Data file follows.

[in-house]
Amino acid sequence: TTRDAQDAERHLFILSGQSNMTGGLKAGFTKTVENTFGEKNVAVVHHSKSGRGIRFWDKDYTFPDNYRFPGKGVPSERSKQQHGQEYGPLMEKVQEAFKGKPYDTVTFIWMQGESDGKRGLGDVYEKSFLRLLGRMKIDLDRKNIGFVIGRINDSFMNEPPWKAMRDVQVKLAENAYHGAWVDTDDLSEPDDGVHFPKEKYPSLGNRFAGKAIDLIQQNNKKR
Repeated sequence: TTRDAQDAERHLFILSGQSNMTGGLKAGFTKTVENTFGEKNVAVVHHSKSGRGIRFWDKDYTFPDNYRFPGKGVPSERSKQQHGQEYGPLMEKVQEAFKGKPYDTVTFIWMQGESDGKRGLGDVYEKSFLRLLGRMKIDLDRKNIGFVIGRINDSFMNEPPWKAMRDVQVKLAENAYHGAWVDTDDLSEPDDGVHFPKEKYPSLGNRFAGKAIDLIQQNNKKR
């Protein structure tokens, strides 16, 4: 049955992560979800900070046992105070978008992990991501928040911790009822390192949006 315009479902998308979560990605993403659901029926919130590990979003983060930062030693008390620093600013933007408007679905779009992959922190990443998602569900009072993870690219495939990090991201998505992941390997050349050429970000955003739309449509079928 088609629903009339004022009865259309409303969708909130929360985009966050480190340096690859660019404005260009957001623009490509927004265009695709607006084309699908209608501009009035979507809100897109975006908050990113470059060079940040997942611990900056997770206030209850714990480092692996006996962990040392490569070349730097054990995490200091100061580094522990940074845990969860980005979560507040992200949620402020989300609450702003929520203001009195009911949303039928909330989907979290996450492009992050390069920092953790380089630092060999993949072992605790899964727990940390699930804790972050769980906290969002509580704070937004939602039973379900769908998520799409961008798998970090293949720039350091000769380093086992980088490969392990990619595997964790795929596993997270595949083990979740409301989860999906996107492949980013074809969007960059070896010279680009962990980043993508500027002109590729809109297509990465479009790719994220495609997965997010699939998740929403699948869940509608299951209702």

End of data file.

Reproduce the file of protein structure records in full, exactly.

[in-house]
Amino acid sequence: TTRDAQDAERHLFILSGQSNMTGGLKAGFTKTVENTFGEKNVAVVHHSKSGRGIRFWDKDYTFPDNYRFPGKGVPSERSKQQHGQEYGPLMEKVQEAFKGKPYDTVTFIWMQGESDGKRGLGDVYEKSFLRLLGRMKIDLDRKNIGFVIGRINDSFMNEPPWKAMRDVQVKLAENAYHGAWVDTDDLSEPDDGVHFPKEKYPSLGNRFAGKAIDLIQQNNKKR
Repeated sequence: TTRDAQDAERHLFILSGQSNMTGGLKAGFTKTVENTFGEKNVAVVHHSKSGRGIRFWDKDYTFPDNYRFPGKGVPSERSKQQHGQEYGPLMEKVQEAFKGKPYDTVTFIWMQGESDGKRGLGDVYEKSFLRLLGRMKIDLDRKNIGFVIGRINDSFMNEPPWKAMRDVQVKLAENAYHGAWVDTDDLSEPDDGVHFPKEKYPSLGNRFAGKAIDLIQQNNKKR
């Protein structure tokens, strides 16, 4: 049955992560979800900070046992105070978008992990991501928040911790009822390192949006 315009479902998308979560990605993403659901029926919130590990979003983060930062030693008390620093600013933007408007679905779009992959922190990443998602569900009072993870690219495939990090991201998505992941390997050349050429970000955003739309449509079928 088609629903009339004022009865259309409303969708909130929360985009966050480190340096690859660019404005260009957001623009490509927004265009695709607006084309699908209608501009009035979507809100897109975006908050990113470059060079940040997942611990900056997770206030209850714990480092692996006996962990040392490569070349730097054990995490200091100061580094522990940074845990969860980005979560507040992200949620402020989300609450702003929520203001009195009911949303039928909330989907979290996450492009992050390069920092953790380089630092060999993949072992605790899964727990940390699930804790972050769980906290969002509580704070937004939602039973379900769908998520799409961008798998970090293949720039350091000769380093086992980088490969392990990619595997964790795929596993997270595949083990979740409301989860999906996107492949980013074809969007960059070896010279680009962990980043993508500027002109590729809109297509990465479009790719994220495609997965997010699939998740929403699948869940509608299951209702």